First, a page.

Japan's Hayabusa2 spacecraft detonated an explosive device over a small asteroid. The goal: create a nice, fresh crater that will later be studied by the spacecraft and experts on Earth. (See also Hayabusa 2 To Begin Asteroid Mining .)
(Earthbased test of Hayabusa 2 explosives)
Researchers watched from mission control in Sagamihara, Japan, and clapped politely as Hayabusa2 released an experiment known as the Small Carry-on Impactor. The device consisted of a copper disk packed with HMX high-explosive. Once the mothership had safely moved out of the line of fire, the impactor apparently detonated, firing the disk into the side of the asteroid. A camera released by Hayabusa2 appeared to catch the moment of impact, which sent a stream of ejecta into space.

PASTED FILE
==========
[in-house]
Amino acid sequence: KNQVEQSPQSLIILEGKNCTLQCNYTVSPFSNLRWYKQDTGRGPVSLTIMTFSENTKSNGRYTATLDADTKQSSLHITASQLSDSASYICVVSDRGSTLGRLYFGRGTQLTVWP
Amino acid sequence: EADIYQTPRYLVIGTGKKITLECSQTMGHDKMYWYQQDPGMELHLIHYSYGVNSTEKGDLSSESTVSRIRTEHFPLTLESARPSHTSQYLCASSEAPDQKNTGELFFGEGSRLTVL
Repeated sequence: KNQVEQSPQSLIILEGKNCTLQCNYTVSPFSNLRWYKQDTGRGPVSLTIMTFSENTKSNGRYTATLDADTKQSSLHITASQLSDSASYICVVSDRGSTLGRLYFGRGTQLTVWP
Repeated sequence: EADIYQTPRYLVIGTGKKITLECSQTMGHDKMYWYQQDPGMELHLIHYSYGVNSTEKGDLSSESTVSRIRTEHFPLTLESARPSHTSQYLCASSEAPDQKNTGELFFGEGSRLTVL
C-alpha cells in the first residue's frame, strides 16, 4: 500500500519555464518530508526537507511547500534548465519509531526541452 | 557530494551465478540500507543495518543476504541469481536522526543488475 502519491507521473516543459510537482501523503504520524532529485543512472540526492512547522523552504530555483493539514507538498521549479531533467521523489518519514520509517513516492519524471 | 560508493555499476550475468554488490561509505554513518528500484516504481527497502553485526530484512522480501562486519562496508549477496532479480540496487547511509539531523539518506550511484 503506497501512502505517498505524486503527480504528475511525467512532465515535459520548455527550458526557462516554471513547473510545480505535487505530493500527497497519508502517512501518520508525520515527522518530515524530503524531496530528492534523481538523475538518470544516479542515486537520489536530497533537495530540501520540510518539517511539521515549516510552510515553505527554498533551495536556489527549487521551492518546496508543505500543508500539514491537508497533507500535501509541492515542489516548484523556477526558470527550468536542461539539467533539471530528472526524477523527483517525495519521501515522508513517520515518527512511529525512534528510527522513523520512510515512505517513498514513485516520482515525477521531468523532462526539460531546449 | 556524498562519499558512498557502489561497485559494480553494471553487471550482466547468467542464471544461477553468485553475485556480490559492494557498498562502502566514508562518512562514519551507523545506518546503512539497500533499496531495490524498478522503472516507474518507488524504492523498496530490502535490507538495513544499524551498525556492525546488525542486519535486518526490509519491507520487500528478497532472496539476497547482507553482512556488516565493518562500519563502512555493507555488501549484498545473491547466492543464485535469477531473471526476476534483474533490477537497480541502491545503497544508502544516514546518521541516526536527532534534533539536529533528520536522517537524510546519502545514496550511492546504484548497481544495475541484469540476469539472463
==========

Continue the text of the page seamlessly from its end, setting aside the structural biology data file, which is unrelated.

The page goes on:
"It went flawlessly," says Harold C. Connolly Jr., a geologist at Rowan University in New Jersey and a co-investigator on Hayabusa2.
SF writer Edwin Charles Tubb nailed this strategy for determining the composition of asteroids in detail in his 1958 novel The Mechanical Monarch:
Fire streaked in a thin line from the muzzle of a cannon-like tube mounted beneath the viewing instruments and a tiny, rocket-powered projectile, drove towards the mysterious bulk. It hit, exploding into a cloud of incandescent vapour, and Wendis stared thoughtfully at the brilliant lines on the spectroscope screen.
"... the spectro shows traces of iron, some copper, a little tungsten and a lot of beryllium. Looks unnatural somehow, too much like an alloy."
(Read more about the Impactor Determines Composition)